When Will Same-Sex Marriage Litigation Reach the Supreme Court?

Scarinci HollenbeckPresident Barak Obama made headlines last week when he announced his support for same-sex marriage. The announcement follows his decision earlier this year to stop defending the Defense of Marriage Act (DOMA) in same-sex marriage litigation. While both of these actions help advance efforts to make same-sex marriage legal throughout the country, it will be the courts, probably the U.S. Supreme Court, that will likely have the last word on this controversial legal issue.

Advancing more rapidly than political speculation about this years elections are the federal cases challenging DOMA in various districts. DOMA, which became law in 1996, states that “the word ‘marriage’ means only a legal union between one man and one woman as husband and wife,” and prevents the federal government from recognizing same-sex marriages, even in those states where it is legal.

A few weeks ago, in New York, five same-sex married couples challenged the constitutionality of DOMA on the grounds that it discriminates against bi-national couples because they are not afforded the same immigration rights. However, a case out of Massachusetts likely has the best chance to make it all the way to the Supreme Court.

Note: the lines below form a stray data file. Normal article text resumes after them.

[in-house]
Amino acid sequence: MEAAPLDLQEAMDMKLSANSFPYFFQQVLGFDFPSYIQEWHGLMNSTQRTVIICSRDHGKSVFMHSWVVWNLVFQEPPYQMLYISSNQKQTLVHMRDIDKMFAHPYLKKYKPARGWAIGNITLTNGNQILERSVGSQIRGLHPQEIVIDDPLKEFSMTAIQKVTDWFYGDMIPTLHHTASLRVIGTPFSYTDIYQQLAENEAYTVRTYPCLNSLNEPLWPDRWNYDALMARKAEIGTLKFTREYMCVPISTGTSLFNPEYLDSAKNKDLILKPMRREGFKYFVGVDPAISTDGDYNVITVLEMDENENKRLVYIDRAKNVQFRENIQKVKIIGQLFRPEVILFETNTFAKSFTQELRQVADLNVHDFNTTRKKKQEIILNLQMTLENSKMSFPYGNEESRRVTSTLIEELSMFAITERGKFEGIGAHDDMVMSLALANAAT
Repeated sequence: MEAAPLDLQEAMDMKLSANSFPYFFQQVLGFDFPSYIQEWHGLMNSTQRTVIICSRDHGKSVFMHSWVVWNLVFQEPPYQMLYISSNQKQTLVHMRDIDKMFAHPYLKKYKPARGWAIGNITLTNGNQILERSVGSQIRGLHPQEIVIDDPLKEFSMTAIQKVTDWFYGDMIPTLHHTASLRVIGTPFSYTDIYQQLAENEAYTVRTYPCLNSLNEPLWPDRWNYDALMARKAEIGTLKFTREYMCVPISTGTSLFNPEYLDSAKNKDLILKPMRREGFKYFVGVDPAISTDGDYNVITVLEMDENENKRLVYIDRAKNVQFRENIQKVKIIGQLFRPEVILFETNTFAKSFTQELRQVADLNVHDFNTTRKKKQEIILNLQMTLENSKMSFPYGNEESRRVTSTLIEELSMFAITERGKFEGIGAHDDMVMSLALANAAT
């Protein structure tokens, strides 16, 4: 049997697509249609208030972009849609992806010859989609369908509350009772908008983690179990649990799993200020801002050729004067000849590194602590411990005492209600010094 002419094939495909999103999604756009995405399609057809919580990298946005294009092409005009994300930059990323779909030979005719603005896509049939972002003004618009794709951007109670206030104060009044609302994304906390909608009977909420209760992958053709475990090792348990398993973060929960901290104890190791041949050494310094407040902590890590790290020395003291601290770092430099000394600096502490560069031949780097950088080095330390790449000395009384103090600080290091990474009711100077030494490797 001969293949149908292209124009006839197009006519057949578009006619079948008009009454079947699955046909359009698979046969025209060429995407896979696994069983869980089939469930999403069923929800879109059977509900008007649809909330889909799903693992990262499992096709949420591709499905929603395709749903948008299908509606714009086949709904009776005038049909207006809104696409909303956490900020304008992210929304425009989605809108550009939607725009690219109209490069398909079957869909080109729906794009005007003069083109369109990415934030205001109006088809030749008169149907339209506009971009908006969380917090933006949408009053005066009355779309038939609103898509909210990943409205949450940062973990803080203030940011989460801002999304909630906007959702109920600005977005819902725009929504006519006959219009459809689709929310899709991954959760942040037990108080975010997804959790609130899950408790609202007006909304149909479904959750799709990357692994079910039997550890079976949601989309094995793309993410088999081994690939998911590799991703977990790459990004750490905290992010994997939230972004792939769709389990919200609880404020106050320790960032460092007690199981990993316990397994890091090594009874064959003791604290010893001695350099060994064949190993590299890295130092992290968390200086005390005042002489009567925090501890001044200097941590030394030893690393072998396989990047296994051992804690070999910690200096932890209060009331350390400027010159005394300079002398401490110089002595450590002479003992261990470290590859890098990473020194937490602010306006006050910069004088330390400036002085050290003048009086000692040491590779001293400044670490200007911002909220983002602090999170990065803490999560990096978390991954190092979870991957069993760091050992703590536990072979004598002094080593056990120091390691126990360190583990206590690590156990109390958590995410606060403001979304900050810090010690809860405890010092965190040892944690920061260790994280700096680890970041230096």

In April, the First Circuit Court of Appeals considered a lower court ruling that found DOMA is unconstitutional. It was the first DOMA case to reach a federal appeals court. The same-sex marriage litigation, brought by Massachusetts Attorney General Martha Coakley, argues that the federal law forces Massachusetts to discriminate against same-sex couples who are legally married under state law.

After the Justice Department announced last year that it would stop defending DOMA, Congress stepped in to appeal the ruling. In oral arguments before the First Circuit, Former U.S. Solicitor General Paul Clement, arguing on behalf of the Congress’ Bipartisan Legal Advisory Group, argued that Congress had a “rational basis” to seek a uniform definition of marriage.

Meanwhile, Mary Bonauto, an attorney for the Gay and Lesbian Advocates and Defenders, represented the same sex couples who were married in Massachusetts. She contended that the law deserved “heightened scrutiny” from the court because it affected a group of individuals that often faces discrimination. She also contended that DOMA would not survive the lower “rational basis” standard, characterizing it as Congress’s way of “expressing its disapproval of same-sex couples marrying.”

President Obama’s support for gay marriage is a strong and powerful statement of public policy. It sends a signal to the Federal Courts and the United States Supreme Court that a decision overturning DOMA would be welcome and that the time has come to recognize the equal rights of gay Americans.  The extent to which the Court will listen remains to been seen.

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